In From the Side review: 'Gay rugby drama is a scrum of sexual tension and toxic masculinity'

Screening as part of this year's BFI FLARE: London LGBTIQ+ Film Festival


Words: Jamie Tabberer; pictures: Provided

Disgustingly handsome, hypermasculine gay rugby players have problems too - and they involve sleeping together - is the big takeaway from unignorable sports drama In From the Side. 

I don't mean to sound ridiculing. It sounds like a soft porn treatment on paper, but there's an authenticity to main character Mark's story, and an exacting sombreness (if not outright humourlessness) throughout that saves IFTS from parody. In fact, this tale of destructive infidelity within a South London gay rugby team is so convincing, it left this viewer eager to know if it's inspired by real events.

The sophistication of the film's poster - I enjoy it, but have heard it described in less than glowing terms as "Star Wars/Marvel extended universe vibes" - says it all. This a film that takes itself very seriously, and plays to win.

In a sense, it does. The jewel in the crown of this month's BFI Flare: London LGBTQIA+ Film Festival sold so well on the strength of marketing imagery alone (nothing to do with the gorgeous cast, surely?) that an extra screening was added.

Slick, expensive-looking cinematography follows suit. Shots of actual rugby-playing are genuinely astonishing, worthy of subscription channel advertising. Director Matt Carter lovingly captures the game in all its primordial glory; the physicality is unfeigned, and the elemental struggle intensified rather than clouded by rain, mud and darkness. 

Off the pitch, things are more straightforward. The team are mostly comprised of brilliantly basic, XXL-frequenting swaggerers with egos bigger than their shoulders. The kind of preening people you'll find on Scruff's Most-Woof'd, who live in high-rise Vauxhall flats, holiday at their parents' Swiss chalets and make you remove your shoes at house parties.

That's not to say they're straight-up d**kheads. There's no missing the fact they really care about each other - indeed, it's a somewhat laboured point - and are as real a chosen family/'tribe' as any in the LGBTQ community. (Albeit a dysfunctional, heavy-drinking one.)

Heading up the scrum are morally bankrupt adulterers Warren and Mark, each played to dislikeable perfection by Alexander King and Alexander Lincoln. The former vibrates with sociopathic malignancy that begs to be explored further; instead, we're ultimately invited to sympathise with - not even pity, but sympathise with! - a man aroused by deceit. It's a clumsy misfire exacerbated by beautifully emotive music that doesn't always align with the ugliness on screen.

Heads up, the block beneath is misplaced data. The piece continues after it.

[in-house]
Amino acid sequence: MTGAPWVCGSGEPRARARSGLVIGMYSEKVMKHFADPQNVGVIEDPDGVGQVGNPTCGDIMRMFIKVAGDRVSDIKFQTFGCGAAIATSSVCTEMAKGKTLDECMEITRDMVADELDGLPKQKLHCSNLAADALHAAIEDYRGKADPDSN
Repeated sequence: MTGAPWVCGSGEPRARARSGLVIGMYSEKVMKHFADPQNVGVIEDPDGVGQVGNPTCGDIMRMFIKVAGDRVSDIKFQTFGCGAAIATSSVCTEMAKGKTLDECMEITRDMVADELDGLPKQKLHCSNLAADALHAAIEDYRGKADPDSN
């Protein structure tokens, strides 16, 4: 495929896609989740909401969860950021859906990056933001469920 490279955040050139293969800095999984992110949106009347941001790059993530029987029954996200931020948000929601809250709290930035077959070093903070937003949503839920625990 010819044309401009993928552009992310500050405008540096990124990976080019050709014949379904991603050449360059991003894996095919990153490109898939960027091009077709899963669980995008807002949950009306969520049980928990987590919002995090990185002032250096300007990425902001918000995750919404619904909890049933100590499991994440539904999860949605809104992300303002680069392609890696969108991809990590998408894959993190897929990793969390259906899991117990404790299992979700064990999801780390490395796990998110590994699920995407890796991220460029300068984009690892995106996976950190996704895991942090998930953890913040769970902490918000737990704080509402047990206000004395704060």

Also oxygenating an underwritten story is Lincoln, whose performance is impressively textured: he bestows Mark with lashings of petulance but also hints of vulnerability. It's not his fault, but Lincoln might gain more sympathy, and thus lend the film with more human depth, were Mark as a character better developed. As it stands, we don't even know what he does for work, and he certainly has no discernible passions or interests outside of rugby and destroying other people's relationships.

When boyfriends and secret admirers find out about the affair - as well as yet another random sociopath rugby player who can't resist stirring the pot - the stage is set for an operatic showdown. Here, the film delivers, serving drama in spades. Of the many drawn into the mess, two performers stand out.

Pearse Egan is the team's resident joker Pinky: all charisma and much-needed comic relief. Mary Lincoln also makes a crucial contribution as Mark's wine-swilling, status-cherishing mother: one of the only, if not the only female character of substance. She and Mark's Private Eye-reading dad offer wildly different takes on monogamy - the kind of intelligent analysis sorely lacking among the guys, who primarily think with their... well, you know.

Indeed, as much as I found the film engrossing and entertaining, I for one was relieved when my time with this lot was up, and remain unsure as to whether that was by design. 

In From The Side is not a pleasant nor remotely romantic viewing experience. (Come to think of it, neither was Taron Egerton and Jonathan Bailey's Cock.) And anyone who's thought of joining a queer sports team in the interest of camaraderie, based on the assumption such environments are free of competitive toxic masculinity, not to mention the meat market vibes of other gay male spaces, might think twice having seen this.

Some might call such representation retrograde and outdated. I'd counter that it's depressingly honest and even daring. Not every LGBTQ film, after all, has to pander to be 'the film we need right now'. That said, there's no escaping In From The Side's minimally diverse casting; another clunky element that rubs against the smoothness elsewhere. Case in point, a subtle alcoholism subplot that's very finely judged.

Rating: 3/5

Coming to UK cinemas on 16 September.

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